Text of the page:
The main point made is that scientific models should be judged on their ability to make correct predictions. If a model's predictions correspond to carefully obtained observations, the model is considered to be successful.
The author also points out that the difference between science and religion is mainly that science is derived from observations while religion is derived from authoritative texts and persons.
With this account in view, I would like to ask: What correct predictions have any creationist models produced?
Also, if religion is based on arguments from (usually ancient) authority, why would one expect religion-based models to have predictive power and so qualify as science?
what? maybe im misinterpereting what youre saying here, but from what my measly powers of dedution tell me religion is NOT falsifiable? logically that doesnt make sense, seeing as there are a little bit more than only one religion, and theyre mutually exclusive.This statement is false.
Religions make both falsifiable and nonfalsifiable claims. For instance, "there was a man called Jesus who was crucified by the Romans" is a falsifiable claim. "Everything that happens does so for a reason, even if we don't know what it is" is not a claim that can be falsified.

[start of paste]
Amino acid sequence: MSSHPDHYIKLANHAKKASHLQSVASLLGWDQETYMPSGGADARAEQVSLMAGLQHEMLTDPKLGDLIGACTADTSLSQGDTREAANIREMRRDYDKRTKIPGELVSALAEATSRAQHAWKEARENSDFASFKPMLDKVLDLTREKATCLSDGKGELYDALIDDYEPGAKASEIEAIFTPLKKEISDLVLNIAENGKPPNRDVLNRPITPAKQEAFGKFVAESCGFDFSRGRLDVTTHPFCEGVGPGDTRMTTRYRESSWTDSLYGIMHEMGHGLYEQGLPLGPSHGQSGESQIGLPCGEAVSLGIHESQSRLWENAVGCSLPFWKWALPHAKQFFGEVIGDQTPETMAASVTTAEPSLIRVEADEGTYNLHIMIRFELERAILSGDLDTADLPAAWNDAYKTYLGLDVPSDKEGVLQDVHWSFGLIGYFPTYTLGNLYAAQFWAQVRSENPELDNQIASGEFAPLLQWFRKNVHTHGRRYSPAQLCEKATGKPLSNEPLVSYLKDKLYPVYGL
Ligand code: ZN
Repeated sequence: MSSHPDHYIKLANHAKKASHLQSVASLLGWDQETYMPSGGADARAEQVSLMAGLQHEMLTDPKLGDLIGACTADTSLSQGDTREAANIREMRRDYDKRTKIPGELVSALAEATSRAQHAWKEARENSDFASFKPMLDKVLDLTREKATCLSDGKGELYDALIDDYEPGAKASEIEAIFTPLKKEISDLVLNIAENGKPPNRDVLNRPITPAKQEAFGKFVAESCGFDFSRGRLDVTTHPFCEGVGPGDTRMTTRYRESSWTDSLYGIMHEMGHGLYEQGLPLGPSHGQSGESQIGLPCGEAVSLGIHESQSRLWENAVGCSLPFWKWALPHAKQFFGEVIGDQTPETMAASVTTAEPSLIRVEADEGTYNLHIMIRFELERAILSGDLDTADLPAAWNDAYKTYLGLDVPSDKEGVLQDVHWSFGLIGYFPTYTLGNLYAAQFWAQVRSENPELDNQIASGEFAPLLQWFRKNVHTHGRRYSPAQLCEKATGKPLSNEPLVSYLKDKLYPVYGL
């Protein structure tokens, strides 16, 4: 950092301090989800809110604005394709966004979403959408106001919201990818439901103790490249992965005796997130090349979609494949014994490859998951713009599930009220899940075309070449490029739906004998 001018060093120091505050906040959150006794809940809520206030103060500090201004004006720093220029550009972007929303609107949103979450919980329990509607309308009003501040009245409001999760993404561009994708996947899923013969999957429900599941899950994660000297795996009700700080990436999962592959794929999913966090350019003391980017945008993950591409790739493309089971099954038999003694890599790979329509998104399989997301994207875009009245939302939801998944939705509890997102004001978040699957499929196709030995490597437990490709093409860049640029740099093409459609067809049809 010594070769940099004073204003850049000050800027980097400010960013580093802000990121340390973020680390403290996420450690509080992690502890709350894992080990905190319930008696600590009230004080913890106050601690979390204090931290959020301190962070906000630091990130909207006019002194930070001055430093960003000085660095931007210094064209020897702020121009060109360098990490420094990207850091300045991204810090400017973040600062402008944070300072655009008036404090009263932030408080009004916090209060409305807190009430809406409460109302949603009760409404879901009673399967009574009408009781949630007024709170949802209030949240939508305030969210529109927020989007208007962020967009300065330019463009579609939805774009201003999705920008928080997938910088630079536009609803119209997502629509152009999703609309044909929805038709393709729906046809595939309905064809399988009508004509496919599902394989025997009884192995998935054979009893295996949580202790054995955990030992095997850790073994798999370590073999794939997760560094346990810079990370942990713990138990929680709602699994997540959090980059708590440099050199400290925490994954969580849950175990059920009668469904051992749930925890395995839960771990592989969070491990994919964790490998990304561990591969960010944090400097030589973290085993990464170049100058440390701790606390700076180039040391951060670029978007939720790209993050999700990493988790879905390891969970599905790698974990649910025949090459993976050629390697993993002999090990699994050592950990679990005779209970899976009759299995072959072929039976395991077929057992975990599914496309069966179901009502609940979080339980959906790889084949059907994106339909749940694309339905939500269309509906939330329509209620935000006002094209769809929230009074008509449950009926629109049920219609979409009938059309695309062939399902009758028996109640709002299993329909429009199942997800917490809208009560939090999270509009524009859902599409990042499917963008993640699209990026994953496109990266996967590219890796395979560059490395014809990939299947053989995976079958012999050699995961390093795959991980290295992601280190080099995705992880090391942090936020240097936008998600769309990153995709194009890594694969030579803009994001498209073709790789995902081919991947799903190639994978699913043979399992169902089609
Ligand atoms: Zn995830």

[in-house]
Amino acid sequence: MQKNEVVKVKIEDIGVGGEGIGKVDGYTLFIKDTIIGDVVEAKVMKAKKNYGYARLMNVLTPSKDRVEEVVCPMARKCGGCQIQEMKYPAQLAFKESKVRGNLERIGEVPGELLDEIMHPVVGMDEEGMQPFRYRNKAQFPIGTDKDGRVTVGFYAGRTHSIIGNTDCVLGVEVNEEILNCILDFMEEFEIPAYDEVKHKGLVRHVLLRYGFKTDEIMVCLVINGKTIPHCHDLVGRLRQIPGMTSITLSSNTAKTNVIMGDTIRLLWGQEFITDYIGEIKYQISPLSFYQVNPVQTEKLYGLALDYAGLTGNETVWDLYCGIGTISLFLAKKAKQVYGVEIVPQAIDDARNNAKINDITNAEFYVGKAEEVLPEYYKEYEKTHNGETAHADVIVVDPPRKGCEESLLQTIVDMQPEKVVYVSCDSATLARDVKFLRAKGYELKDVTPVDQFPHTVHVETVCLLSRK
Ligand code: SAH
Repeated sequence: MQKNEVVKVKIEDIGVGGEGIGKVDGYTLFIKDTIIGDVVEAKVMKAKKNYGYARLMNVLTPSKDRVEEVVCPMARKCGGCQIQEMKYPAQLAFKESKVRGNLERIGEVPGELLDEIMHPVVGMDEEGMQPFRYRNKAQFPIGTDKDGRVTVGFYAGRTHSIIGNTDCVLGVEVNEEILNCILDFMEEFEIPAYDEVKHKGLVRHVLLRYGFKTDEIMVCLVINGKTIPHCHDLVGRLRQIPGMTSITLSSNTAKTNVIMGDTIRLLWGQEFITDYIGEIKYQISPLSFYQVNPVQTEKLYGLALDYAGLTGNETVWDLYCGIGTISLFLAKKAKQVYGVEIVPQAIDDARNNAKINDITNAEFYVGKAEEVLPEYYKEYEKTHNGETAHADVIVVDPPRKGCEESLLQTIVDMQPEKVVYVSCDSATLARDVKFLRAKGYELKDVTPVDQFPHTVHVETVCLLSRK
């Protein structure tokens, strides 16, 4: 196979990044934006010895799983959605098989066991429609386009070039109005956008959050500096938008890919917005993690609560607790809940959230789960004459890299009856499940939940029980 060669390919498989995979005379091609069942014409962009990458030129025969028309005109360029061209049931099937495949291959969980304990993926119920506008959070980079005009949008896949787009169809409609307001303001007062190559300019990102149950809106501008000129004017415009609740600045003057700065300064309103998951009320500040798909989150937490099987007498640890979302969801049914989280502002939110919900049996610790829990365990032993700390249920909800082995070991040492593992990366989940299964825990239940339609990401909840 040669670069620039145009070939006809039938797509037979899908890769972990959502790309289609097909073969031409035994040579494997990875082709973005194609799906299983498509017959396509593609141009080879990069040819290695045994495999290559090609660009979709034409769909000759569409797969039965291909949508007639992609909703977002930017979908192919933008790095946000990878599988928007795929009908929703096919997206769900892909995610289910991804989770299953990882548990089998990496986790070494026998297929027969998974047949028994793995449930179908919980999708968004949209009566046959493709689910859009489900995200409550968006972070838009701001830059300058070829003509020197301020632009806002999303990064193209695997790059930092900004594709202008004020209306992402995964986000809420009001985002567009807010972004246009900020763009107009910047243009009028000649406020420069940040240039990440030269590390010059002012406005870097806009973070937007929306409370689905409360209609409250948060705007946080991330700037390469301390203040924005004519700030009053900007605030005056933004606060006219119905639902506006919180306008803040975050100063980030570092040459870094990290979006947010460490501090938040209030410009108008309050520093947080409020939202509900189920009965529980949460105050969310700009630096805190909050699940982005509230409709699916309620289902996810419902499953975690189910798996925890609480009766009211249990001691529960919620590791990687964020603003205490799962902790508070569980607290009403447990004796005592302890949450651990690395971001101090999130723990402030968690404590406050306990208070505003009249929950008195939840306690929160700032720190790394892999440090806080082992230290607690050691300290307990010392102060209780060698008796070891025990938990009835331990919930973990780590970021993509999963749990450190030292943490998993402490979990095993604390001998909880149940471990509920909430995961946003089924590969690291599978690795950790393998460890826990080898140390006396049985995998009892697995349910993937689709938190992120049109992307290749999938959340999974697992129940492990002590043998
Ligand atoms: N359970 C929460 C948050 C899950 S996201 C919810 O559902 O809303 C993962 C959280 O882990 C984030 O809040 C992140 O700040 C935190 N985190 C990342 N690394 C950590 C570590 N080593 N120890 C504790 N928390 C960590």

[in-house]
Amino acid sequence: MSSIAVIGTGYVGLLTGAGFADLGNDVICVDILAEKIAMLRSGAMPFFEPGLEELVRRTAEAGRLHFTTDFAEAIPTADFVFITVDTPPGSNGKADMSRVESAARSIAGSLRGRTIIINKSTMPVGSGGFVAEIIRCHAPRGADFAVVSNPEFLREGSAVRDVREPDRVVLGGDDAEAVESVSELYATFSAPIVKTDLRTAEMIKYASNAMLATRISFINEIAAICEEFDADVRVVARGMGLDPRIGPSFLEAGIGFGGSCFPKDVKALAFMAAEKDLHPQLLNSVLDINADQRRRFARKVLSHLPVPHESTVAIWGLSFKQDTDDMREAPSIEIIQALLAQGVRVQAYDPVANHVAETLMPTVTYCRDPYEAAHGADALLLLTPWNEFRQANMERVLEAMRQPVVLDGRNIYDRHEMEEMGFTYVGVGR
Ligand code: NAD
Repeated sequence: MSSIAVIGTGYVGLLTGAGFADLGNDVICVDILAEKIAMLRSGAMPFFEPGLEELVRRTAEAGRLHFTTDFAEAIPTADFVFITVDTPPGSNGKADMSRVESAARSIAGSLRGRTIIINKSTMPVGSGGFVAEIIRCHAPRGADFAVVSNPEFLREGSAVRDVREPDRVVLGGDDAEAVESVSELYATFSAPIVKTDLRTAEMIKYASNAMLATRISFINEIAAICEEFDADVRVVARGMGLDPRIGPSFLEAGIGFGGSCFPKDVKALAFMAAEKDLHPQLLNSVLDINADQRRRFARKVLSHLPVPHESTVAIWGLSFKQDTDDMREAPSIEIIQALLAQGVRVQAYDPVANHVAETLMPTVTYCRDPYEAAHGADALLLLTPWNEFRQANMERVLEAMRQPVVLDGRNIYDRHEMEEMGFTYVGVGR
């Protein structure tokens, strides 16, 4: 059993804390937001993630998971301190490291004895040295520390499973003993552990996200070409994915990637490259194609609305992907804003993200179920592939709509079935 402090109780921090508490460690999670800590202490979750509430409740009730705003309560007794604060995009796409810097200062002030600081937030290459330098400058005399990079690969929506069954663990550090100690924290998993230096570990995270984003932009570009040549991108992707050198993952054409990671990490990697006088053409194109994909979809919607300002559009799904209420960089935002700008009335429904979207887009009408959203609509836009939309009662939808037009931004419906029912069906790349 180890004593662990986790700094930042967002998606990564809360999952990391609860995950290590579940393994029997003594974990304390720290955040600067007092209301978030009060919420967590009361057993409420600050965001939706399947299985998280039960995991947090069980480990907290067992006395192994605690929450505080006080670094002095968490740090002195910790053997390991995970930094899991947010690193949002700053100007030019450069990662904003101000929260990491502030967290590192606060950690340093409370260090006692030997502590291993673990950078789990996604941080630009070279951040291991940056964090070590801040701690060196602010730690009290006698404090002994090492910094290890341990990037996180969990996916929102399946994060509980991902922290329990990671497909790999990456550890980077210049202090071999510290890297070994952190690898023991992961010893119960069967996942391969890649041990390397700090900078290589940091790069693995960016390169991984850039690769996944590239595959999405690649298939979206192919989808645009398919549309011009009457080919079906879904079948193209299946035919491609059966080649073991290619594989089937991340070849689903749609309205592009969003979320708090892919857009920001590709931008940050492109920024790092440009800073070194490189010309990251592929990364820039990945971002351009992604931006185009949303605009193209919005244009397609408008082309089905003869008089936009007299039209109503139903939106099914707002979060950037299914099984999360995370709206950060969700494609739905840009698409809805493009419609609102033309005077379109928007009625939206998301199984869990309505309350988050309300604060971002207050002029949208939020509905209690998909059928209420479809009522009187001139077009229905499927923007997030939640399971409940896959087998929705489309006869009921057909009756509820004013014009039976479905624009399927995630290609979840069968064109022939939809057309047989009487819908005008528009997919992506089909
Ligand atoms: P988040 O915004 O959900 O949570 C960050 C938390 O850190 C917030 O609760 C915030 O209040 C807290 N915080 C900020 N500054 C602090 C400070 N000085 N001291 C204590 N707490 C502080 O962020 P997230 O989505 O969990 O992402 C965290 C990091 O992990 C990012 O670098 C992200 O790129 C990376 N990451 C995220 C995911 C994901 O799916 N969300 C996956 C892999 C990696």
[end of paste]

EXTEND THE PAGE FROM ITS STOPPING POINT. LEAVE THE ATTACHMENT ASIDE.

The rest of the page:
That may be the source of your confusion. Religion makes both falsifiable claims of fact and unfalsifiable claims of teleology.
Just because religions are mutually exclusive doesn't make them falsifiable - it just means you don't know which one is true.
Crash's distinction is a good one, but many religious viewpoints are not falsifiable even on points of fact. Noah's flood is thoroughly falsified in any number of ways, but if you're allowed to invoke miracles - supernatural interventions to circumvent natural law - then no scientific objection matters. Indeed, many creationist organizations explicitly state than on any matters that science conflicts with the revealed word of God, science must be mistaken, and will eventually be shown to be consistent with scripture.